“Trump Train” participants accused of harassing a Biden campaign bus on a Texas highway last year are now being sued.
The Texas Civil Rights Project, a Left-leaning nonprofit group advocating for social justice; Protect Democracy, a nonprofit group aimed at preventing the rise of totalitarianism in the United States; and law firm Willkie Farr & Gallagher LLP filed a pair of lawsuits with the U.S. District Court for the Western District of Texas against the drivers in the pro-Trump convoy and law enforcement officials “who turned a blind eye to the attack — despite pleas for help — and failed to provide the bus a police escort.”
“We filed this lawsuit because everyone should be able to engage in peaceful political activity free from fear, intimidation, or threats of violence,” said state Sen. Wendy Davis, a plaintiff on board the Biden bus during the incident.
The plaintiffs seek a court order declaring the incident a violation of the Ku Klux Klan Act of 1871, a law that empowered the president to suspend the writ of habeas corpus to combat the KKK and other white supremacy organizations.
Days before the 2020 presidential election, videos emerged showing a “Trump Train,” a group of motorists driving vehicles with Trump flags, surrounding a campaign bus for now-President Joe Biden with their vehicles, slowing the bus down to about 20 mph in the middle of a highway. Neither Biden nor now-Vice President Kamala Harris were on the bus that day.
“FBI San Antonio is aware of the incident and investigating. No further information available at this time,” a spokesman for the FBI said at the time in a brief statement to CNN.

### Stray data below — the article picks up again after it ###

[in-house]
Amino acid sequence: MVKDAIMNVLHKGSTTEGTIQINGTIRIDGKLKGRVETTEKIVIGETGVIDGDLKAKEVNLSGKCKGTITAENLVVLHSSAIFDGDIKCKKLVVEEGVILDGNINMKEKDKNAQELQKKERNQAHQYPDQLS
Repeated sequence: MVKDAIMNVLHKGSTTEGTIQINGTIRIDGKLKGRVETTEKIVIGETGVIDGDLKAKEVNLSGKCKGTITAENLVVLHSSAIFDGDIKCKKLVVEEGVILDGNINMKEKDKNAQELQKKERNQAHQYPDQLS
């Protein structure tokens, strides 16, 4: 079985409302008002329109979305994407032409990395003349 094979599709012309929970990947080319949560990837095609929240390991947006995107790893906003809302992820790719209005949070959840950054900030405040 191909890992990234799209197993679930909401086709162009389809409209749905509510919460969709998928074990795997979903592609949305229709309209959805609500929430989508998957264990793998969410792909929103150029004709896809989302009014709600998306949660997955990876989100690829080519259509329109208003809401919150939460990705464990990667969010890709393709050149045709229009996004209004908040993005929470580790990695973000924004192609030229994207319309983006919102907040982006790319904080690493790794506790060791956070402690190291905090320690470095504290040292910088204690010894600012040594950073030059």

No injuries were reported in the incident that Cameron Kistler, counsel at Protect Democracy, called “an egregious example of using fear, intimidation, and threats of violence to silence political foes.”
“Those who engage in organized threats — whether they’re online death threats or mob violence — are breaking the law and will be called to account for their actions in federal court,” added Michael Gottlieb, a partner at Willkie Farr & Gallagher LLP.
The defendants named in the first case are Eliazar Cisneros, Hannah Ceh, Joelynn Mesaros, Robert Mesaros, Dolores Park, and John and Jane Does. The law enforcement officials, whom the filing alleges “abdicated their responsibility” to “protect and serve,” are named as Chase Stapp and Richard and Rachel Roes.
San Marcos, Texas, law enforcement officials and employees are being sued in the second suit.
“The Klan Act also includes provisions making it illegal for law enforcement to negligently fail to take steps to prevent an impending conspiracy to engage in political violence when they have knowledge of it,” the plaintiffs said in their press release.
“Due to pending litigation, the City of San Marcos, the San Marcos Police Department, and Director of Public Safety Chase Stapp will not have a comment,” San Marcos spokeswoman Kristy Stark said, according to CNN.
Former President Donald Trump appeared to celebrate the incident, tweeting a video of the encounter accompanied by the words, “I LOVE TEXAS!”
He later referenced the incident at a campaign rally, saying the vehicles were “protecting [Biden’s] bus yesterday because they’re nice.”